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Information Cocoons

Thomas Nagel: The internet, 5 July 2001 
by Cass Sunstein.
Princeton, 224 pp., £12.95, April 2001, 0 691 07025 3
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... specialised networks applies to any type of interest whatever, and they are proliferating rapidly. Cass Sunstein, a leading American Constitutional lawyer, is duly appreciative of this expansion of possibilities, but he wants to raise the alarm about another of its consequences, like those dire warnings of possible side-effects that come with every patent ...

Reality Check

Jeremy Waldron: The One Per Cent Doctrine, 10 April 2008

Worst-Case Scenarios 
by Cass Sunstein.
Harvard, 340 pp., £16.95, November 2007, 978 0 674 02510 3
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... and think through the assumptions and strategies that adopting the One Per Cent Doctrine involves. Cass Sunstein has done this in Worst-Case Scenarios. Sunstein has written a lot on constitutional theory and judicial decision-making, and in recent years has turned his attention to descriptive and normative theories of ...


Jamie Martin: Nudge Theory, 27 July 2017

The Undoing Project: A Friendship that Changed the World 
by Michael Lewis.
Allen Lane, 362 pp., £25, December 2016, 978 0 241 25473 8
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... for him. He found out about their work after the economist Richard Thaler and the legal scholar Cass Sunstein suggested in a joint review of Moneyball that the story of Billy Beane, the general manager of the baseball team the Oakland Athletics, could be read as a case study in support of Kahneman and Tversky’s work: by trusting statistics over the ...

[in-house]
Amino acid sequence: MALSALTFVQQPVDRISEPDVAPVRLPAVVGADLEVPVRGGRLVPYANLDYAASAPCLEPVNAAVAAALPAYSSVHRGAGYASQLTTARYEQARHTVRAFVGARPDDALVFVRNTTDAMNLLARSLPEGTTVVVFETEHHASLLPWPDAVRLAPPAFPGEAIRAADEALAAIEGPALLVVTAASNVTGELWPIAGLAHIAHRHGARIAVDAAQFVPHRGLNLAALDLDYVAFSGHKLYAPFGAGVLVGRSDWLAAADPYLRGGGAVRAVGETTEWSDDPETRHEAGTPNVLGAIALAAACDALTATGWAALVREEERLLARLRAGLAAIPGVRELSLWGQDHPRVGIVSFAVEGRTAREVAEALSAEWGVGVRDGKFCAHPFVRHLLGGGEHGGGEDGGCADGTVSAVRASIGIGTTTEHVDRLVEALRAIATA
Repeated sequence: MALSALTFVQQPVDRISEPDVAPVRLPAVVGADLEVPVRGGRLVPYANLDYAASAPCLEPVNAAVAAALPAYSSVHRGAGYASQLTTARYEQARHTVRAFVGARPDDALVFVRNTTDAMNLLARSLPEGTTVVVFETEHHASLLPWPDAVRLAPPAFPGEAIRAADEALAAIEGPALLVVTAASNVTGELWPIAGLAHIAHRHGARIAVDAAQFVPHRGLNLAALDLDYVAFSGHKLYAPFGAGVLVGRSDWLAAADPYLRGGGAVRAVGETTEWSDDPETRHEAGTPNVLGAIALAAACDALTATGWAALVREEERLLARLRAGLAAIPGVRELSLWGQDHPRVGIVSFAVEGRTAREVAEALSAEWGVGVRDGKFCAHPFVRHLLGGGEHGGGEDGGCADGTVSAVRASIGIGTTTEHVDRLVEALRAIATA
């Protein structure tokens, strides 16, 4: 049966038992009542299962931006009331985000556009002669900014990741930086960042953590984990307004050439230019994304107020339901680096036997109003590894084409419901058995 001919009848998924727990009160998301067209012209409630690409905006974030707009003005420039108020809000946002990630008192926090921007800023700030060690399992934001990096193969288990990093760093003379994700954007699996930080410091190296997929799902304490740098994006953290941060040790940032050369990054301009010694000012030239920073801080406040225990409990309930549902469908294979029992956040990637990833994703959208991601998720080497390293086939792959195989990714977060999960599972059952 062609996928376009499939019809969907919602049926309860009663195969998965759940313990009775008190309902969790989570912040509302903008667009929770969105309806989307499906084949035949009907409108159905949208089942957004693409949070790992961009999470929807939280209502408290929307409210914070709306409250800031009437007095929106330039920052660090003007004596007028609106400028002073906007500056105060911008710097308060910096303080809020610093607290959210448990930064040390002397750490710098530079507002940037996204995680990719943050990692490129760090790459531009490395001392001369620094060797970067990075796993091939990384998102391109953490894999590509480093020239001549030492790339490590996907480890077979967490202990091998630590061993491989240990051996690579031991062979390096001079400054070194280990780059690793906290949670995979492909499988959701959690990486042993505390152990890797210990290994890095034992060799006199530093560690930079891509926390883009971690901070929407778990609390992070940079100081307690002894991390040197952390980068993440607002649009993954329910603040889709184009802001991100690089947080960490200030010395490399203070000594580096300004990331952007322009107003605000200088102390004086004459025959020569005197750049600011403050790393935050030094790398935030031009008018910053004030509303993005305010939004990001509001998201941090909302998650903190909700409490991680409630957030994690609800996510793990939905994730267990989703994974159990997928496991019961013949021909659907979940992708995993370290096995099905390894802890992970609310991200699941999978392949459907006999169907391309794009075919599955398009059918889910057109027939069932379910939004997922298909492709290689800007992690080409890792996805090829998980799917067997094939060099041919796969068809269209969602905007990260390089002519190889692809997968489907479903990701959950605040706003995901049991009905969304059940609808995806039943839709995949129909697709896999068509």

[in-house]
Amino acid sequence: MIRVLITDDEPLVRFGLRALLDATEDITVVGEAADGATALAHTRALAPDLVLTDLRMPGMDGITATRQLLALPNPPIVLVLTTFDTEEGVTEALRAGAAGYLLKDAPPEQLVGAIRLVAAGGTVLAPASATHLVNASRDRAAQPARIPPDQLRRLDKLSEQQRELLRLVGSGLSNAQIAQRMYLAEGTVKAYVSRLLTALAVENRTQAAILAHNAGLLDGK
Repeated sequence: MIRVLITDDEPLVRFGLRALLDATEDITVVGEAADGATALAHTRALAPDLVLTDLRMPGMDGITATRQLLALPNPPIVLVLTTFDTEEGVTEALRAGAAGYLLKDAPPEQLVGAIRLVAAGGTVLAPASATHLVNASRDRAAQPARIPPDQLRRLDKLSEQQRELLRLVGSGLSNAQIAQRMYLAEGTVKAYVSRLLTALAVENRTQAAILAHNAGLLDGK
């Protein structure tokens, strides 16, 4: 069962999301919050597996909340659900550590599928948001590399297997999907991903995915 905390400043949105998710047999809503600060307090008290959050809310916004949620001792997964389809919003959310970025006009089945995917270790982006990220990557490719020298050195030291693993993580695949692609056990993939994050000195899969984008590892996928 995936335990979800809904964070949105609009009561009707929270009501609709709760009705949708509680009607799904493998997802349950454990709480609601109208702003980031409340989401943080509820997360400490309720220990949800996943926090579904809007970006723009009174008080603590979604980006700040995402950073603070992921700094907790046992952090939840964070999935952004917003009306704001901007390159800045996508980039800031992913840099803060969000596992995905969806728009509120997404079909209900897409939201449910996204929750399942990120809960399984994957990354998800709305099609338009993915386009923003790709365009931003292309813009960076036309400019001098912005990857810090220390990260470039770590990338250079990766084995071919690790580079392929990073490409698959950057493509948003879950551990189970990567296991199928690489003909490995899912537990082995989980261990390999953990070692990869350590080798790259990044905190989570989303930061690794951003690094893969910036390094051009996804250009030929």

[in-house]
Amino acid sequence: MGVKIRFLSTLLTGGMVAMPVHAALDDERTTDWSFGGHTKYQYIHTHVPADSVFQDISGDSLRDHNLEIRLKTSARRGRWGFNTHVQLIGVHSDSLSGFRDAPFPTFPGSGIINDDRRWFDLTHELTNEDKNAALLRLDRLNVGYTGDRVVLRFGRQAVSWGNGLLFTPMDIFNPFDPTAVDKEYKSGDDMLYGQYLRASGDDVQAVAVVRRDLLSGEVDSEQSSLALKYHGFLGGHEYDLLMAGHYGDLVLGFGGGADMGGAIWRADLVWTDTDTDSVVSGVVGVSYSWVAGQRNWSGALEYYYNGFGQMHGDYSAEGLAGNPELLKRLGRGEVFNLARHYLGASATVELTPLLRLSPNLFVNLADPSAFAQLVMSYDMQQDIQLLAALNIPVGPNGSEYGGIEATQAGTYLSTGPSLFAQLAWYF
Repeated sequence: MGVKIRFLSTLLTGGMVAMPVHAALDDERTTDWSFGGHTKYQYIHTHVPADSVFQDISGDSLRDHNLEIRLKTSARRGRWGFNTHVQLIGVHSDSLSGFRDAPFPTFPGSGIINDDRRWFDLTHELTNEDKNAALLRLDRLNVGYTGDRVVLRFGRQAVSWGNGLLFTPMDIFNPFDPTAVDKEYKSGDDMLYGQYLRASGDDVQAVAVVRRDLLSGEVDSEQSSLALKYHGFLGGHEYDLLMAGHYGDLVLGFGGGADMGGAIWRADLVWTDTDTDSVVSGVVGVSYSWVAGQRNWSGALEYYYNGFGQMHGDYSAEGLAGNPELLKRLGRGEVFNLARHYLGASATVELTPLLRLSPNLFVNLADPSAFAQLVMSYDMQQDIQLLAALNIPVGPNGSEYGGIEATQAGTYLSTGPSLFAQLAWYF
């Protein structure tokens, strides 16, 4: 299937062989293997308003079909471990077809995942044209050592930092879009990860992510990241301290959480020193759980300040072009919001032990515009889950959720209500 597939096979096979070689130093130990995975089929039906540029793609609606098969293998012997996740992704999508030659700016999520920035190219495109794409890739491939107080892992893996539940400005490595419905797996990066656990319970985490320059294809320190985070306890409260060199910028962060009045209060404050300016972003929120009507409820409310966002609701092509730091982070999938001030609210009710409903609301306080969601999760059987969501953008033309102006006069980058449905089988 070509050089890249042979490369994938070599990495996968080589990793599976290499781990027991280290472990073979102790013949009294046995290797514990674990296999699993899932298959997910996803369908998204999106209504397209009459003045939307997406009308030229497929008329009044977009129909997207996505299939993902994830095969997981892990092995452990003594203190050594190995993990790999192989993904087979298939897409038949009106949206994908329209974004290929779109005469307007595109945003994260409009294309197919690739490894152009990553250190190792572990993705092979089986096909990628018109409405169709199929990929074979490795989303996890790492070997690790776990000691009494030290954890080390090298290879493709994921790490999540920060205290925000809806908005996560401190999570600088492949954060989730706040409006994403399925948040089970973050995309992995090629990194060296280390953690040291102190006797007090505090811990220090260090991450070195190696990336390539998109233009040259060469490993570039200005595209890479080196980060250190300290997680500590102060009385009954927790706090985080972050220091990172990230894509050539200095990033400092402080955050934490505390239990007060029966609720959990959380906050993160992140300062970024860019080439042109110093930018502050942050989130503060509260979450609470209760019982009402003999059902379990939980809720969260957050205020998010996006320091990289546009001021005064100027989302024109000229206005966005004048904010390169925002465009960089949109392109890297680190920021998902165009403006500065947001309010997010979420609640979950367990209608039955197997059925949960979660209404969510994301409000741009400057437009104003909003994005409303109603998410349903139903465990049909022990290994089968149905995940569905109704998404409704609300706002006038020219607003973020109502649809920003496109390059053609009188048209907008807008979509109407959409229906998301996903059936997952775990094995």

How stripy are tigers?

Tim Lewens: Complexity, 18 November 2010

Unsimple Truths: Science, Complexity and Policy 
by Sandra Mitchell.
Chicago, 149 pp., £19, December 2009, 978 0 226 53262 2
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... opponents of the precautionary principle, such as Barack Obama’s new regulation tsar, Cass Sunstein, have argued on the basis of these ‘paradoxes of precaution’ that the principle offers no guide for decision-making at all. Sunstein instead advocates a form of cost-benefit analysis as the best way to ...

Society as a Broadband Network

William Davies, 2 April 2020

... of micro-changes also lay at the heart of ‘nudging’, the term coined by Richard Thaler and Cass Sunstein for scarcely noticeable government interventions that alter individual behaviour with minimal effort, cost or constraint, but significant social benefit. One of the best-known examples in Thaler and ...

The Precautionary Principle

David Runciman: Taking a Chance on War, 1 April 2004

... be called precautionary if it involves a readiness to throw away lives on a supposition? As Cass Sunstein recently pointed out in his Seeley Lectures in Cambridge, the precautionary principle is flawed however it is used – whether the issue is the environment, food safety, terrorism or war – because it is self-contradictory: it can always be ...

Types of Intuition

Thomas Nagel: Intimations of Morality, 3 June 2021

... underpinnings. The approach has also been taken up by non-psychologists like Peter Singer and Cass Sunstein. Like Hume, it ascribes to deontological rules some form of social utility, but it is often disposed to find that utility more pronounced in the past, when our hunter-gatherer ancestors lived in small groups and evolutionary forces produced the ...

Let’s eat badly

William Davies: Irrationality and its Other, 5 December 2019

Irrationality: A History of the Dark Side of Reason 
by Justin E.H. Smith.
Princeton, 344 pp., £25, April 2019, 978 0 691 17867 7
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... for these insights. The popularisation of behavioural economics was led by Richard Thaler and Cass Sunstein’s book Nudge (2008), which inspired the setting-up of ‘behavioural insights’ teams in governments around the world (with Cameron’s coalition government at the forefront), and has nurtured a view of policy that is attentive to our ...

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